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How a Master’s Degree Can Help Leaders in Senior Government Roles

How a Master’s Degree Can Help Leaders in Senior Government Roles

The MIM programme is invaluable in rapidly increasing skills and competencies in areas where senior managers feel are lacking, and they are then able to apply those learnings to their work immediately

Successful senior managers in Wellington and Auckland are upping their career through Victoria University’s Master of Information Management (MIM) programme. While studying on top of full-time work may sound like a challenge, the programme’s alumni say that the MIM is flexible enough to work around, and provides hands-on projects to enhance their skills and forward their career.

Many of the students who undertake the MIM programme are already successful senior managers. With the programme being available in both Wellington and Auckland, there’s also an even split between professionals working in the public and private sector, and this means that many of them are handling large-scale projects as a consequence of their work.

These students find the MIM programme invaluable in rapidly increasing their skills and competencies in areas they feel are lacking, and they are then able to apply those learnings to their work immediately.

Graeme Tweedie, the group manager, Enterprise Programme Management Office (EPMO) in the public sector, was already putting what he had learnt into practice well before he had finished the course.

“I often found at work I was directly applying what I had learnt at a lecture to help develop a new strategy, spot new opportunities, improve a process or look at a new way to solve a problem,” Tweedie said. He came to the course after a promotion because he felt that he had skill gaps that needed to be filled. “My previous roles had centred on project leadership where the focus was quite narrow and primarily on project work,” he said.

“But moving into my new role of managing the EPMO, I had to broaden my focus to include the wider context of the organisation and consider how my portfolio of work would impact on the organisation’s strategies.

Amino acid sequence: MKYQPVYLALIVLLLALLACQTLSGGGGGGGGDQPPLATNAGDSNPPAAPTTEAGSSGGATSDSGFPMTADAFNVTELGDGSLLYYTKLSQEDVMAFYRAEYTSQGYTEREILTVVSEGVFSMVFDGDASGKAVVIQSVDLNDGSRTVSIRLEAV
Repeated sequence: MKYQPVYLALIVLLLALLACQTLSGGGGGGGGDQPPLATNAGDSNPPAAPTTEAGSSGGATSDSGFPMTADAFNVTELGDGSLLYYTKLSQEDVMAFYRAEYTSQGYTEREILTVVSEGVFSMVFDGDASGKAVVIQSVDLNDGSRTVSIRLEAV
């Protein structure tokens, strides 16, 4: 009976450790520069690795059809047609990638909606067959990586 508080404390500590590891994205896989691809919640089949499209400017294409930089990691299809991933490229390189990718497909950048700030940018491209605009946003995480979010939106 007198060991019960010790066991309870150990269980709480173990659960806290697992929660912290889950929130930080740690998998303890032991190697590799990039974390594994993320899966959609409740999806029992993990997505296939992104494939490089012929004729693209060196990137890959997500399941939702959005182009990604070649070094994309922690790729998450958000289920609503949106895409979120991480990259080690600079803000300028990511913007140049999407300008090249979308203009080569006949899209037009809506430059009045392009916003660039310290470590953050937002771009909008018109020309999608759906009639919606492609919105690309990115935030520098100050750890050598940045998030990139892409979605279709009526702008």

“While I had been in management and leadership positions for a while, I wanted to gain a better understanding of developing organisational strategies in a landscape where technology is constantly changing how we work, where we work, and how we deliver and receive services and products. I looked at several Master’s programmes, and the MIM appealed the most in seeking these answers.”

Tweedie’s story is not uncommon for students in the MIM programme, according to the programme’s director at Victoria University’s Business School, Dr. Jocelyn Cranefield.

“This course is not about spending years working on a degree in order to finally be qualified at the end,” Dr. Cranefield said. “The structure of the course means that many of the projects, such as a journal or blog that we ask students to keep, are designed so that they reflect on the work they’re doing in their profession, and therefore gain immediate insights and learning outcomes that they can then apply to their work immediately.”

"A lot of senior managers who come through our programme benefit from learning new tools and resources. Not only does this help them find new ways of thinking and learning, it helps increase their confidence and ultimately perform better as a leader."

The programme prides itself on being very open and flexible, something that Tweedie said was critical in enabling him to complete the course while also working full time.

“I was able to study a wide range of subjects within the MIM from organisational and ICT strategy to change management and enterprise systems, and complement them with papers from Business Administration and e-Government Master’s programmes,” Tweedie said.

“I also really appreciated the flexible structure of the programme that you can study around work, family and busy times in your life. It’s not as scary as you may think, although it taught me how to manage my time better.”

Tweedie said one of the most valuable skills he learned in the programme was the ability to think at a strategic level that encapsulates not just the technology and delivery aspects, but how these fit into and affect the wider organisational picture.

“In the industry, ICT initiatives are often started without proper consideration and assessment of their business impact on existing strategies, processes, the people and the change management effort required,” Tweedie said.

“The MIM has given me the tools, strategies and the ability to identify and assess organisations as a whole and recognise both the opportunities and impacts of the ever-changing, fast-paced technology landscape that we live in.”

More information about the course and what it offers to executives can be found below: http://www.victoria.ac.nz/information-management. Information on course fees, as well as scholarship and employer payment information is also covered.

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